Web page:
Additionally, you may not operate in any designated restricted or prohibited airspace. This includes airspace restricted for national security reasons or to safeguard emergency operations, including law enforcement activities. The easiest way to determine whether any restrictions or special requirements are in effect where you want to fly is to use the maps on the FAA’s UAS Data Delivery System, which is available at https://udds-faa.opendata.arcgis.com, and to check for the latest FAA NOTAMs.
7. The operator has passed an aeronautical knowledge and safety test and maintains proof of test passage to be made available to the Administrator or a designee of the Administrator or law enforcement upon request.
Section 44809(g) requires the FAA to develop, in consultation with stakeholders, an aeronautical knowledge and safety test that can be administered electronically. This test is intended to demonstrate a recreational flyer’s knowledge of aeronautical safety knowledge and rules for operating unmanned aircraft.
The FAA currently is developing an aeronautical knowledge and safety test and plans to engage stakeholders on its development through a public process.
The FAA acknowledges that satisfying this statutory condition is impossible until the FAA establishes the aeronautical knowledge and safety test. For the reasons discussed earlier in this document, the FAA has determined this condition will apply only after the FAA develops and makes available the knowledge and safety test. Accordingly, during this interim period, recreational flyers who adhere to the other seven conditions under section 44809(a), may use the exception for limited recreational unmanned aircraft operations.
The FAA will provide additional guidance and notice when the aeronautical knowledge and safety test is available and the date on which adherence to this condition is required.
8. The aircraft is registered and marked and proof of registration is made available to the Administrator or a designee of the Administrator or law enforcement upon request.
Registration and marking requirements for small unmanned aircraft, including recreational unmanned aircraft, can be found at 14 CFR part 48, and online registration can be completed at faa.gov/uas/getting_started/registration/. Each unmanned aircraft used for limited recreational operations must display the registration number on an external surface of the aircraft. Recreational flyers also must maintain proof of registration and make it available to FAA inspectors or law enforcement officials upon request.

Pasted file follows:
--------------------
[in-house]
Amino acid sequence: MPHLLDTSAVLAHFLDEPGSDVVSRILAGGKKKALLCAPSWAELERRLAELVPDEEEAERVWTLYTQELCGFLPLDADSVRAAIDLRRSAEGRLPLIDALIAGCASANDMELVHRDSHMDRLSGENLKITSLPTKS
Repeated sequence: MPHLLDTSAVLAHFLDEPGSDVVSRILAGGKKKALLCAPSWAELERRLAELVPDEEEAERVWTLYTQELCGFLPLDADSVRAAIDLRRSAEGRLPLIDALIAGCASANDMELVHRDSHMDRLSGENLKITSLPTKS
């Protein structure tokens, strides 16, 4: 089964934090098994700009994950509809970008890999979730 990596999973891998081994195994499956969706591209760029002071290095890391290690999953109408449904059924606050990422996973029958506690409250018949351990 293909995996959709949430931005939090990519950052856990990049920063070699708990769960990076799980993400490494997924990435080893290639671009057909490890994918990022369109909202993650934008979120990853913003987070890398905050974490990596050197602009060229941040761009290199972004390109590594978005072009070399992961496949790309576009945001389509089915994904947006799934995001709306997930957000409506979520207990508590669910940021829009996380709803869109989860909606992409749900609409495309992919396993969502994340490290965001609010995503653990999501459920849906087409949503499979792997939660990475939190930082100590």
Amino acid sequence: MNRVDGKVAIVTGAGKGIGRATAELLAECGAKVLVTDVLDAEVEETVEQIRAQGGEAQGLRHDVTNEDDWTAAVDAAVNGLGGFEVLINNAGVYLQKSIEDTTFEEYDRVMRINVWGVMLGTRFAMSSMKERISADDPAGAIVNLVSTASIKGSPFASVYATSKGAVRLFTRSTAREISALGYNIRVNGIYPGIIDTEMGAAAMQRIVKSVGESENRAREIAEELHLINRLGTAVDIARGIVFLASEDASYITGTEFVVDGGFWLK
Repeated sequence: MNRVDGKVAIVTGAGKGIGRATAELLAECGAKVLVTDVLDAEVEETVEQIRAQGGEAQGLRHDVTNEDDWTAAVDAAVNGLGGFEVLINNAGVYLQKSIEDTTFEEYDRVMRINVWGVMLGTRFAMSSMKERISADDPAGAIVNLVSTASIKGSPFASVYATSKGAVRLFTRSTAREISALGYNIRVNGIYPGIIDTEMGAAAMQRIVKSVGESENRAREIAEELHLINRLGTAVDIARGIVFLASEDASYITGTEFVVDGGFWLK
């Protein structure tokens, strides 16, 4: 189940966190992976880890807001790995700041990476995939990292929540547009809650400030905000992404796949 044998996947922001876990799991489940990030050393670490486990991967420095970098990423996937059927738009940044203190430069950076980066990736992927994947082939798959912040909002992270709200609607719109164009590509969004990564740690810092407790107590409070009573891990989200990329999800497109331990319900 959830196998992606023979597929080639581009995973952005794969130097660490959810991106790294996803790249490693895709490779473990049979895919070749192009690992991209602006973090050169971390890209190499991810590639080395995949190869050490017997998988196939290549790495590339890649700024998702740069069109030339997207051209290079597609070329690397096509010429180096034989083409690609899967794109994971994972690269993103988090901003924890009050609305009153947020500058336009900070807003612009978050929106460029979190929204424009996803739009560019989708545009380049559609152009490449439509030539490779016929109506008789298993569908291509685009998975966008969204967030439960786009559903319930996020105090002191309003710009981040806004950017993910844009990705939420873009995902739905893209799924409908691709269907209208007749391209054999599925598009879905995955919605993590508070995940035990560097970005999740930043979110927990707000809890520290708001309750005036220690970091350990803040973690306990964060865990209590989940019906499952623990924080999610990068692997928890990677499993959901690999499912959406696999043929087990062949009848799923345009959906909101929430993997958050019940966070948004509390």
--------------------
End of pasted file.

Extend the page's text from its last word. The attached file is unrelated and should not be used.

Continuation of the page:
The FAA remains committed to facilitating safe operation of recreational unmanned aircraft to the maximum extent authorized by Congress, while effectively addressing national security and public safety concerns. The FAA is devoting resources to fully implement this new framework as expeditiously as possible.
This interim implementation guidance provides information to recreational flyers on how to comply with the statutory conditions for the Exception for Limited Recreational Operations of Unmanned Aircraft, codified at 49 U.S.C. 44809. Accordingly, the FAA has determined this interim implementation guidance does not independently generate costs for recreational flyers.
The FAA has updated FAA Advisory Circular 91-57B to reflect the interim guidance provided in this notice. The FAA will continue to provide updated direction and guidance as implementation proceeds. The FAA intends to follow up with regulatory amendments to formalize the exception for limited recreational unmanned aircraft operations.
The guidance provided in this notice is not legally binding in its own right and will not be relied upon by the Department or the FAA as a separate basis for affirmative enforcement action or other administrative penalty. Regardless of whether you rely on the guidance in this document, you are independently required to comply with all existing laws applicable to the operation of unmanned aircraft systems. Conforming your actions with the guidance in this notice does not excuse or mitigate noncompliance with other applicable legal requirements.
Nevertheless, if your operation fails to satisfy the eight statutory conditions, as described in this notice, or if you are not operating under part 107 or other FAA authority, your operation may violate other FAA regulations and subject you to enforcement action. Additionally, if you operate your recreational unmanned aircraft carelessly or recklessly, the FAA may exercise existing authority to take enforcement action against you for endangering the national airspace system.
Please continue to check faa.gov/uas on a regular basis for the most current direction and guidance.
Issued in Washington, D.C. on May 8, 2019.
Robert C. Carty,
Deputy Executive Director,
Flight Standards Service.